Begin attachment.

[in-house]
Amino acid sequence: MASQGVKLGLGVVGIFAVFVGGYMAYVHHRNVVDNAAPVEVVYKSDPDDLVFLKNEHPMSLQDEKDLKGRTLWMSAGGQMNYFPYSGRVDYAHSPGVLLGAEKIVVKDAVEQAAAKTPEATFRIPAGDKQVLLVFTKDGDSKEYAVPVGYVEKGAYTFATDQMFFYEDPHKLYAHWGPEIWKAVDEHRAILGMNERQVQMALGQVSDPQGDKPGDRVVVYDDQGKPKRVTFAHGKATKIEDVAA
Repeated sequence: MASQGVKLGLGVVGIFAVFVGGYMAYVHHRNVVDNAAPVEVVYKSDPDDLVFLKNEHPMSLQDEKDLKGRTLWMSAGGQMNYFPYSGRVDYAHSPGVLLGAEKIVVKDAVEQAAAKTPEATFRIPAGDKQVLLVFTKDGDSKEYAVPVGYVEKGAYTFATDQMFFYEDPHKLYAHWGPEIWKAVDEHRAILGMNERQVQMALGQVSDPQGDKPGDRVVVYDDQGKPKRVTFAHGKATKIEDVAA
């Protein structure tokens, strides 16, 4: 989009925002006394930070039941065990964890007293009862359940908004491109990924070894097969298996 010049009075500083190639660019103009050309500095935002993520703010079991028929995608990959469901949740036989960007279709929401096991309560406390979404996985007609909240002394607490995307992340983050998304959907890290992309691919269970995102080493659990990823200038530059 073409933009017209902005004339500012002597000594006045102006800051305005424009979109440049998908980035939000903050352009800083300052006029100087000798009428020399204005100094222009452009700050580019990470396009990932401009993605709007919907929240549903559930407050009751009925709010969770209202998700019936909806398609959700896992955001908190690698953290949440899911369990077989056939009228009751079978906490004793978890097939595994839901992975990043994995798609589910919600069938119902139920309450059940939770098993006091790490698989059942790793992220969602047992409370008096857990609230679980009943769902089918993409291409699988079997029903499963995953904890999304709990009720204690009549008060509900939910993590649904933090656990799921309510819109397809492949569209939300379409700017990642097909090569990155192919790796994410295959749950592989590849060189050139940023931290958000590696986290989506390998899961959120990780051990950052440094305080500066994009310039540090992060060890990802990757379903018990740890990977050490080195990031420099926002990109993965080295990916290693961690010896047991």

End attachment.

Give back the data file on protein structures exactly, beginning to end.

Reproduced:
[in-house]
Amino acid sequence: MASQGVKLGLGVVGIFAVFVGGYMAYVHHRNVVDNAAPVEVVYKSDPDDLVFLKNEHPMSLQDEKDLKGRTLWMSAGGQMNYFPYSGRVDYAHSPGVLLGAEKIVVKDAVEQAAAKTPEATFRIPAGDKQVLLVFTKDGDSKEYAVPVGYVEKGAYTFATDQMFFYEDPHKLYAHWGPEIWKAVDEHRAILGMNERQVQMALGQVSDPQGDKPGDRVVVYDDQGKPKRVTFAHGKATKIEDVAA
Repeated sequence: MASQGVKLGLGVVGIFAVFVGGYMAYVHHRNVVDNAAPVEVVYKSDPDDLVFLKNEHPMSLQDEKDLKGRTLWMSAGGQMNYFPYSGRVDYAHSPGVLLGAEKIVVKDAVEQAAAKTPEATFRIPAGDKQVLLVFTKDGDSKEYAVPVGYVEKGAYTFATDQMFFYEDPHKLYAHWGPEIWKAVDEHRAILGMNERQVQMALGQVSDPQGDKPGDRVVVYDDQGKPKRVTFAHGKATKIEDVAA
């Protein structure tokens, strides 16, 4: 989009925002006394930070039941065990964890007293009862359940908004491109990924070894097969298996 010049009075500083190639660019103009050309500095935002993520703010079991028929995608990959469901949740036989960007279709929401096991309560406390979404996985007609909240002394607490995307992340983050998304959907890290992309691919269970995102080493659990990823200038530059 073409933009017209902005004339500012002597000594006045102006800051305005424009979109440049998908980035939000903050352009800083300052006029100087000798009428020399204005100094222009452009700050580019990470396009990932401009993605709007919907929240549903559930407050009751009925709010969770209202998700019936909806398609959700896992955001908190690698953290949440899911369990077989056939009228009751079978906490004793978890097939595994839901992975990043994995798609589910919600069938119902139920309450059940939770098993006091790490698989059942790793992220969602047992409370008096857990609230679980009943769902089918993409291409699988079997029903499963995953904890999304709990009720204690009549008060509900939910993590649904933090656990799921309510819109397809492949569209939300379409700017990642097909090569990155192919790796994410295959749950592989590849060189050139940023931290958000590696986290989506390998899961959120990780051990950052440094305080500066994009310039540090992060060890990802990757379903018990740890990977050490080195990031420099926002990109993965080295990916290693961690010896047991």